Wales

Singer Bryn Fon of Eos criticises BBC's royalties row mediator offer

Vinyl record on turntable
Image caption Welsh language station Radio Cymru reaches about 142,000 listeners a week

A leading member of Eos, the body representing Welsh language musicians in a royalties dispute with the BBC, has criticised the corporation's offer of a mediator.

The BBC said it would pay for independent arbitration but singer Bryn Fon says it is a "tick box exercise" to push Eos into an industrial tribunal.

However, Mr Fon said Eos would consult members on the proposal.

Eos says it wants a "fair price for Welsh music".

The dispute has led to Radio Cymru losing rights to about 30,000 songs.

The musicians broke away from the Performing Right Society (PRS) to join Eos, claiming they were being short-changed for their work.

Mr Fon told BBC Wales he was not keen on arbitration because he believes it is "a tick box exercise from the BBC to bounce us into... an industrial tribunal which they know we can't afford".

"We don't have the teams of lawyers standing by which they do," he said.

"It's something we're going to have to put to our members anyway because we don't have a mandate for that as a team.

"At the moment, we've got a mandate to go as far as a certain figure and then we have to go back to discuss [it] with our members.

"That could take a month, six weeks to get an emergency general meeting set up, and if the BBC are willing to wait that long and to see if Radio Cymru listeners will... suffer that long, then it's up to them."

Mr Fon was at the Welsh assembly on Wednesday to brief assembly members about the dispute.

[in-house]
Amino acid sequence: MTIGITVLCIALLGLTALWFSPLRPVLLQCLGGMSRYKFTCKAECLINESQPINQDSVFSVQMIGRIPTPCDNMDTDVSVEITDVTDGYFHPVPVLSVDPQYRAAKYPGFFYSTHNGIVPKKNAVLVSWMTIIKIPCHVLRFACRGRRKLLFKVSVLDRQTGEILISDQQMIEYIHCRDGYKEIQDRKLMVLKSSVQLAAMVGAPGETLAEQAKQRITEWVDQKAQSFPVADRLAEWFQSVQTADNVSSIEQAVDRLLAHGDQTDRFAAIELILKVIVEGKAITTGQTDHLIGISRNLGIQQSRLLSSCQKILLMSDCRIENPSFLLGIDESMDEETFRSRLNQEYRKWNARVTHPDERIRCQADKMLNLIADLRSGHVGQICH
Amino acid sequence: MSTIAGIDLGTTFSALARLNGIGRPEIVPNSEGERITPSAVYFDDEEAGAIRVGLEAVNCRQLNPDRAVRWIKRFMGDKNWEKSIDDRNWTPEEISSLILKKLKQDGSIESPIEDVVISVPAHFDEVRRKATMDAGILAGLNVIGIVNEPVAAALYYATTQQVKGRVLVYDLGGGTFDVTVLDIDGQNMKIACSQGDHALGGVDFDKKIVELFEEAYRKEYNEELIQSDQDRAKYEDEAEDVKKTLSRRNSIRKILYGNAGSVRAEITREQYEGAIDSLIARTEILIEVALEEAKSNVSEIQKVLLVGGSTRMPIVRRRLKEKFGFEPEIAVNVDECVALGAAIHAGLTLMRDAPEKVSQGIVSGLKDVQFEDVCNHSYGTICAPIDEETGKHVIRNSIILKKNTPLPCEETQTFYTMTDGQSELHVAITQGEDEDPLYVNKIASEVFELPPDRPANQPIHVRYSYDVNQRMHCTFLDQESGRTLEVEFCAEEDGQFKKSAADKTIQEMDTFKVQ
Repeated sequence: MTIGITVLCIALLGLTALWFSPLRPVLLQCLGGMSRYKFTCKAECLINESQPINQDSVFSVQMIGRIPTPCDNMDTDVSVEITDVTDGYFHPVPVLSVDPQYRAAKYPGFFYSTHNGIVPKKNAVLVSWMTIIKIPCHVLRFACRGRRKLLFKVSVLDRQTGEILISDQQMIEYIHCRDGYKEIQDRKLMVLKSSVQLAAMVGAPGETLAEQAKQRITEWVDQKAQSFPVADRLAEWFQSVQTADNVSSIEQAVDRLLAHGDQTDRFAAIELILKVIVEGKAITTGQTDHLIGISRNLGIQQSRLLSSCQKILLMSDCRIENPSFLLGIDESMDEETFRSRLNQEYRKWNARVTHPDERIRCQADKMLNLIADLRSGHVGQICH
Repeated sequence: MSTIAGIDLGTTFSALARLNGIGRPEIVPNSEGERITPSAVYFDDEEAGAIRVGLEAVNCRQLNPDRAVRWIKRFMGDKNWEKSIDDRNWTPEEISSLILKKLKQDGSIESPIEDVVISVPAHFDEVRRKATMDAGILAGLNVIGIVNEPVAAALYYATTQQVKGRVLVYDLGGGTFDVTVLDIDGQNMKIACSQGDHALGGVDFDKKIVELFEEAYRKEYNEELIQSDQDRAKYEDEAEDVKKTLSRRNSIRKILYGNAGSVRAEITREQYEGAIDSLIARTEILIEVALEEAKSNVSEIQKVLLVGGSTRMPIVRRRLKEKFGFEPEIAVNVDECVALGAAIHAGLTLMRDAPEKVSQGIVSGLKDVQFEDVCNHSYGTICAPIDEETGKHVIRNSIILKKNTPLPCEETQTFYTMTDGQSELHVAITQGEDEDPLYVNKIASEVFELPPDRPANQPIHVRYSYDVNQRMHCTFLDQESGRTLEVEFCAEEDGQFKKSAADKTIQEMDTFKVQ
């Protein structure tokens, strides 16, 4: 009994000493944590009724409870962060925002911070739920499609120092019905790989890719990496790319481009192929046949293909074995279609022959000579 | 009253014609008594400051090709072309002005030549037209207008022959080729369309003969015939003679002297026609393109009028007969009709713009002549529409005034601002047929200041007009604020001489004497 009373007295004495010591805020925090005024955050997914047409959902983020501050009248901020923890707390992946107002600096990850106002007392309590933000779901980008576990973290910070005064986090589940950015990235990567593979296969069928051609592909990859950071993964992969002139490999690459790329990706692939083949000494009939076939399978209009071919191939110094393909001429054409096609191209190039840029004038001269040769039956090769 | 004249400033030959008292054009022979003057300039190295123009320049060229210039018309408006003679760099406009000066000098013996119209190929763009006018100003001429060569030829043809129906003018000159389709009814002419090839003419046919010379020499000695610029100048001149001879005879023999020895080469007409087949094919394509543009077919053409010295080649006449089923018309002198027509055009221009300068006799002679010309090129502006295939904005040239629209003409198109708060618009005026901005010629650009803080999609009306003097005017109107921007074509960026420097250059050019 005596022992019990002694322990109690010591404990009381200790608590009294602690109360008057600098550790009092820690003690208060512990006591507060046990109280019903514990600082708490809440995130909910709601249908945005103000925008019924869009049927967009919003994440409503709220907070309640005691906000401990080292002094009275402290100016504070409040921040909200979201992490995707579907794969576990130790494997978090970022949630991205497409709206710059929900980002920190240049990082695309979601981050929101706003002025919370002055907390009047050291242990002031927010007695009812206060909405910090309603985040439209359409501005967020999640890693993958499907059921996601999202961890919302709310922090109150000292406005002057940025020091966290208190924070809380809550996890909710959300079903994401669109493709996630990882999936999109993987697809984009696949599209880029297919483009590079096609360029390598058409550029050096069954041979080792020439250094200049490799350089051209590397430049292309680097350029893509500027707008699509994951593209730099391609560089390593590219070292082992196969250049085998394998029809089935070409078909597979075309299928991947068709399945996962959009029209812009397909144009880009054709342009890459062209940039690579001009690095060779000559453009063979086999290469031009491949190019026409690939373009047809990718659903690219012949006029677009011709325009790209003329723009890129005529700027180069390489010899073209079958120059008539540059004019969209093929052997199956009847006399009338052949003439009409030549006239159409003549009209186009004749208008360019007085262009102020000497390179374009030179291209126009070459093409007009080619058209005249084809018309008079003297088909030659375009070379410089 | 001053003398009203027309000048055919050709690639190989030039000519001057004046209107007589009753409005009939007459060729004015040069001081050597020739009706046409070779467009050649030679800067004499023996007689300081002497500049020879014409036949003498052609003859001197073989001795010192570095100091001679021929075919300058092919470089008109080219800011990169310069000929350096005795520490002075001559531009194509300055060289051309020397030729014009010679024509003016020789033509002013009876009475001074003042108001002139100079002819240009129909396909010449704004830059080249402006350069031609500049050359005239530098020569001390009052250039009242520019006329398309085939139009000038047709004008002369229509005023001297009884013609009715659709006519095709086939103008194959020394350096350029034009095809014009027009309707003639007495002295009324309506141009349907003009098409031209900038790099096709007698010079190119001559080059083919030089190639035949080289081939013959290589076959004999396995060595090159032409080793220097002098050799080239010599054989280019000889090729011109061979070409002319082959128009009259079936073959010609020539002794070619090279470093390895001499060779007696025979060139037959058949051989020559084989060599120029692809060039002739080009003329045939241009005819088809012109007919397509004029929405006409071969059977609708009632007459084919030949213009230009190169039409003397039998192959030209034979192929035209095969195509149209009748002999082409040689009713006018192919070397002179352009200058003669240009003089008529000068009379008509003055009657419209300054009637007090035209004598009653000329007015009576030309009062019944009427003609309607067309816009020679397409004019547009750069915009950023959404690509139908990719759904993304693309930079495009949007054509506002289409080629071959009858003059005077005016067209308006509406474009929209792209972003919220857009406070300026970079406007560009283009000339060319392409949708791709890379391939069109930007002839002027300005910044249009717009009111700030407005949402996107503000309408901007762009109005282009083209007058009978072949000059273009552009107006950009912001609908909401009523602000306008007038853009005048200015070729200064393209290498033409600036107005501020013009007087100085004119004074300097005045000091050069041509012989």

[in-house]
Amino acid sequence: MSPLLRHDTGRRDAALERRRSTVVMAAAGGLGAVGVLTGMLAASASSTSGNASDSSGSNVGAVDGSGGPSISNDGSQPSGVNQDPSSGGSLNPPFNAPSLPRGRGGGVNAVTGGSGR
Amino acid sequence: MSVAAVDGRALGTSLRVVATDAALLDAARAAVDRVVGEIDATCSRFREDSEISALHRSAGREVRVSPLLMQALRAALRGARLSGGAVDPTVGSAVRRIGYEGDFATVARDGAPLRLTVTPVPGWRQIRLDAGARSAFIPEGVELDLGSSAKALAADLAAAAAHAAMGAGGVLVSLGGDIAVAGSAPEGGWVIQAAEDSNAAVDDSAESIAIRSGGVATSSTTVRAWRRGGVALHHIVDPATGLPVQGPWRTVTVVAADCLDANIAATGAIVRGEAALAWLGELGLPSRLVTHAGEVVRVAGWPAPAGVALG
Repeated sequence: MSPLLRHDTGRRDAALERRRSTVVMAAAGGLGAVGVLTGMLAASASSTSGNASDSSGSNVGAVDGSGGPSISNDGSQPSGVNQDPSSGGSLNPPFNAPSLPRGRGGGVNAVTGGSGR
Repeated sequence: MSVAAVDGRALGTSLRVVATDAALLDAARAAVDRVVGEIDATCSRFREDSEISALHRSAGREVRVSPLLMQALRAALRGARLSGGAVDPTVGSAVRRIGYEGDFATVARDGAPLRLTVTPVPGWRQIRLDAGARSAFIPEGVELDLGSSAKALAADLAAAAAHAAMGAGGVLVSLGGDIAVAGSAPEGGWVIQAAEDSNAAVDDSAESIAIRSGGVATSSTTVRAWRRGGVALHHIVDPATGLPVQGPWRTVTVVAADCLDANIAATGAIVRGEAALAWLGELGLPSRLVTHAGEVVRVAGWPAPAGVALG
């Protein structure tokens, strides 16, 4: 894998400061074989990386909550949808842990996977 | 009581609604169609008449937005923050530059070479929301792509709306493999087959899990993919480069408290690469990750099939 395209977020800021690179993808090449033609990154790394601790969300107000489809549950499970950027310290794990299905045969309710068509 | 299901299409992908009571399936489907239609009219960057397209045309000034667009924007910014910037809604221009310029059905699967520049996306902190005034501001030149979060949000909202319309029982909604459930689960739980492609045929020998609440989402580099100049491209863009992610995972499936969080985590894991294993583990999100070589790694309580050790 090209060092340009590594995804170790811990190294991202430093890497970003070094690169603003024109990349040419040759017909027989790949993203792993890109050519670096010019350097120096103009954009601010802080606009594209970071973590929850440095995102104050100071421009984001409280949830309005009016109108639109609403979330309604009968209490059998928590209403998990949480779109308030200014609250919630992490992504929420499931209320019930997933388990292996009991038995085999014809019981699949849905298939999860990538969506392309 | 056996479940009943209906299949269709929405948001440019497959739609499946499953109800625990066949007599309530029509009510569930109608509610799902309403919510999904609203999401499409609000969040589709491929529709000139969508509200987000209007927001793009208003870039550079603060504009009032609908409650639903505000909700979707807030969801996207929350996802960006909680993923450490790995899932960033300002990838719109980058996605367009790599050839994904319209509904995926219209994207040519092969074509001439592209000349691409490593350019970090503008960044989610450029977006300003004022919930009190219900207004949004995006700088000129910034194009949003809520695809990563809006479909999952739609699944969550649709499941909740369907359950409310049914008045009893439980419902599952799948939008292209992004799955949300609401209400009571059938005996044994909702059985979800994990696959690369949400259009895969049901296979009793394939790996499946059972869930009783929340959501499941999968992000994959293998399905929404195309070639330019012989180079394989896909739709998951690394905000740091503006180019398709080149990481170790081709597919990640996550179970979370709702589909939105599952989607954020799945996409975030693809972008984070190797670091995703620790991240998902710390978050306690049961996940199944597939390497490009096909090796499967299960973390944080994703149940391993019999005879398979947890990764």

Eos has said a settlement with the BBC would need to apply across the corporation, such as Radio 2 where Welsh language records are occasionally played, and on television programmes.

The BBC says it is obliged to ensure value for money for licence fee payers, and a fair and reasonable resolution is needed.

Investigate the dispute

BBC Wales said in a statement: "Our position remains that we absolutely agree with Eos that the solution must be fair and it must be found as soon as possible.

"That's why we'd urge Eos to respond to our offer of independent mediation quickly so that we can make progress."

The BBC Trust, which is independent of the corporation's management, has urged a settlement, saying it was in nobody's interest for the disagreement to continue.

Meanwhile, Plaid Cymru MP Hywel Williams has urged a UK government department to investigate the dispute.

Mr Williams has tabled an Early Day Motion in Parliament, claiming it raises questions about music industry "neo-monopolies".

BBC Cymru Wales said its agreements were "entirely appropriate".

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